The 6-pound round of Confederate solid shot rolled into the fire and exploded. Shrapnel flew throughout the room full of Federal soldiers. Miraculously, no one was killed. A few men incurred minor injuries, and one, Private Harry Chait of Detroit, received burns serious enough to require him to spend several days at Camp Davis Hospital.
Not an uncommon occurrence during the Civil War. But this incident took place on a chilly winter’s night in 1942—and Private Chait didn’t wear Union blue but the olive drab of the 1st Battalion, 244th Coast Artillery.
The story behind this most unlikely incident takes place at Fort Macon, N.C., and it begins on December 7, 1941, when America entered World War II. Part of hurriedly preparing the nation for war included establishing a line of air and sea defenses along both coasts. This put Fort Macon on a war footing for the first time in 80 years.
The brick and masonry fort was originally built in 1834 to protect Beaufort Inlet and the city of Beaufort, North Carolina’s only major ocean deep-water port. It was one of 38 permanent forts known as the Third System. Designed by Brig. Gen. Simon Bernard of the Army Corps of Engineers in the traditional pentagon configuration, it was only intermittently garrisoned until the outbreak of the Civil War. Captain Robert E. Lee gave the fort a thorough inspection in 1840.
Two days after the fall of Fort Sumter in Charleston Harbor, North Carolina militia forces seized the practically unmanned installation and armed it with 54 heavy cannon. After the city of New Bern, N.C., fell to Union forces on March 4, 1862, a contingent of troops under Brig. Gen. John G. Parke captured nearby Morehead City and Beaufort without resistance. Parke then landed on Bogue Banks and invested Fort Macon. On April 25, Union forces, aided by four Federal warships and floating batteries, bombarded Colonel Moses J. White (West Point, Class of 1858) and his 400 North Carolina troopers for 11 hours. The fort’s masonry ramparts suffered extensive damage from the Union’s rifled cannons, and White surrendered the fort the next day. It would remain in Union hands for the rest of the war and through Reconstruction.
Fort Macon was officially decommissioned in 1877. State troops occupied it briefly during the Spanish-American War. The Army again abandoned the fort in 1903, and it was offered for sale as military surplus in 1923. But an act of Congress ceded the fort and surrounding acres to North Carolina for a state park. The Civilian Conservation Corps restored the masonry walls and interior buildings. The addition of recreational facilities allowed Fort Macon to open as North Carolina’s first official state park on May 1, 1936. It remained under state control until the afternoon of December 19, 1941, when Lt. Col. Henry G. Fowler and three other officers knocked on the door of Mrs. Virginia G. Humphrey, the park’s caretaker, and informed her that the U.S. Army intended to take over the fort for use as a coastal defense installation.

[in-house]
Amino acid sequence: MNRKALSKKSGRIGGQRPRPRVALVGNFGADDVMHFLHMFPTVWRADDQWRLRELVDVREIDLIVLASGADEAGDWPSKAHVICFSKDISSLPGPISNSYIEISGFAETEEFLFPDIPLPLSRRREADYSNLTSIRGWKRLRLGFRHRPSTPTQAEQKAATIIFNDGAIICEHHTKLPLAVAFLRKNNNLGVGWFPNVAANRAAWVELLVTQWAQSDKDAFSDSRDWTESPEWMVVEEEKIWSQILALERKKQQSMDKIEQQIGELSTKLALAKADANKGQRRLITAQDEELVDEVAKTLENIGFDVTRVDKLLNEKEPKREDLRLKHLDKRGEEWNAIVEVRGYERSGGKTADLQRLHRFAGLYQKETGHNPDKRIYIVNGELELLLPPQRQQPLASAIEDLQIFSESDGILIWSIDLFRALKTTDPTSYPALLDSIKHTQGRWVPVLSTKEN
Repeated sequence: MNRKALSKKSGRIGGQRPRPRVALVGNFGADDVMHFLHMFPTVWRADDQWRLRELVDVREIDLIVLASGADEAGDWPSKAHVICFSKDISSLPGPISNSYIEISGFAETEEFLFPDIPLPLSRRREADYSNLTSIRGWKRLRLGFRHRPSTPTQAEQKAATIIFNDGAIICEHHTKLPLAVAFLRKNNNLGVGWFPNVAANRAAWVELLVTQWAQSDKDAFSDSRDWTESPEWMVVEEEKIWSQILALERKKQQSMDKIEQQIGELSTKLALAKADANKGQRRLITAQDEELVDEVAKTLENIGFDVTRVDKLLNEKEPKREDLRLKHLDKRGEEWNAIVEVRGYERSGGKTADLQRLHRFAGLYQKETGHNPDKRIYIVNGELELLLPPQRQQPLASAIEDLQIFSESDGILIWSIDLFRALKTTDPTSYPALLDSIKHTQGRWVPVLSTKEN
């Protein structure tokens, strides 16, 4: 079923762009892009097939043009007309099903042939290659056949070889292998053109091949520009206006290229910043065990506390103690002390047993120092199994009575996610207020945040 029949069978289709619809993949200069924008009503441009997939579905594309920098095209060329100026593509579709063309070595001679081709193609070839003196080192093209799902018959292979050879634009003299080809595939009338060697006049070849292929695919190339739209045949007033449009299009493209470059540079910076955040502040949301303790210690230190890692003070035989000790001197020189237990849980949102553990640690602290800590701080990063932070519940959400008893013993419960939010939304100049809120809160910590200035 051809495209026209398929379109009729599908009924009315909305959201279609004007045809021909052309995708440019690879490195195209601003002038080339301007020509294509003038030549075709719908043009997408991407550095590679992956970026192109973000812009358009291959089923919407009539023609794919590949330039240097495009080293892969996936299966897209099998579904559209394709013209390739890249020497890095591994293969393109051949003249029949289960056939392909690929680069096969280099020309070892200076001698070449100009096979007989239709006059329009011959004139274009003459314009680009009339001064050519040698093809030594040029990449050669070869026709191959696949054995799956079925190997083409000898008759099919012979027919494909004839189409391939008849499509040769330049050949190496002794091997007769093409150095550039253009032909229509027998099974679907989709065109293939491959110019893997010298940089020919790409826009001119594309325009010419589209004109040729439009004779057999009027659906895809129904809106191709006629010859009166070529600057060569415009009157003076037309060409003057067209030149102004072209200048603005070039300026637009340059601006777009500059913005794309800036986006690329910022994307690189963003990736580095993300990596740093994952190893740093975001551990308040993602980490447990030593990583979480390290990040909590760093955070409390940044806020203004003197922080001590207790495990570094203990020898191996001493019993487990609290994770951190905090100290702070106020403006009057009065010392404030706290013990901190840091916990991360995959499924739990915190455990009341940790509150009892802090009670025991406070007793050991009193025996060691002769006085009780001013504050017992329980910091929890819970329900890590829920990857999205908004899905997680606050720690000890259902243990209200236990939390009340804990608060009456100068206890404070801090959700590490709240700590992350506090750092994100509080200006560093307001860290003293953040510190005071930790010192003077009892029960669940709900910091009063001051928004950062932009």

Men of the 244th Coast Artillery, formerly a New York National Guard unit, soon arrived followed by their 155mm “Long Tom” guns. Two gun batteries and a 500-man administrative Headquarters Battery brought the fort’s contingent to nearly 900 men and eight big guns. The guns were test-fired on December 24 and life soon entered into the monotonous routine of garrison duty. That routine was soon disrupted.
Some of the enlisted men were billeted in the same quarters occupied by their Civil War counterparts. Each room had a working fireplace and a chilly evening encouraged the occupants of Casemate 2 to lay a warming fire. Someone thought that two old cannon balls found near the fort would make good andirons. One of them did. The other one exploded in the fire, setting bedding ablaze, blowing one man out the door, and sending Private Henry Chait to the hospital. When the incident was reported in the local newspapers, they humorously characterized it as two more Yankees gotten by a Confederate cannon ball.
After nine months, the men of the 244th were sent to the South Pacific. The Army stayed at Fort Macon until 1946 when it reverted back to the state. Henry Chait remained the only soldier there wounded by “enemy” fire.
While You Visit
Fort Macon State Park:
Fort Macon is part of a 720-acre state park featuring a museum-quality coastal education center and an unspoiled shoreline for swimming, surf fishing, and leisurely beachcombing.
Nearby New Bern:
Nearby New Bern was the Colonial capital of North Carolina and is sister city to Bern, Switzerland. In addition to a tree-shrouded neighborhood of Colonial-era homes, restored Tryon Palace, home of the last Colonial governor, is open for guided tours. The New Bern Battlefield (March 14, 1862) features some of the best-preserved Civil War earthworks still in existence. Tours can be arranged.
Havelock, halfway between New Bern and Fort Macon, is the site of Marine Corps Air Station Cherry Point, home of the Harriers. The Tourist and Event Center features the East Carolina Aviation Exhibit celebrating the heritage of Marine Corps’ aviation through a variety of historic exhibits, artifacts, and programs. A number of aircraft can be viewed up close around the exhibit grounds.
Adjacent to Fort Macon is the Crystal Coast, an 85-mile barrier island featuring numerous resort accommodations and some of North Carolina’s finest beaches and fishing sites. It is also home to the North Carolina Aquarium at Pine Knolls Shores, which is open year-round.
A short drive away is Beaufort, N.C., on Bogue Sound. There are boat tours to Shackeford Island, and the Beaufort Historic Site Visitors Center and Museum and the North Carolina Maritime Museum are worth exploring.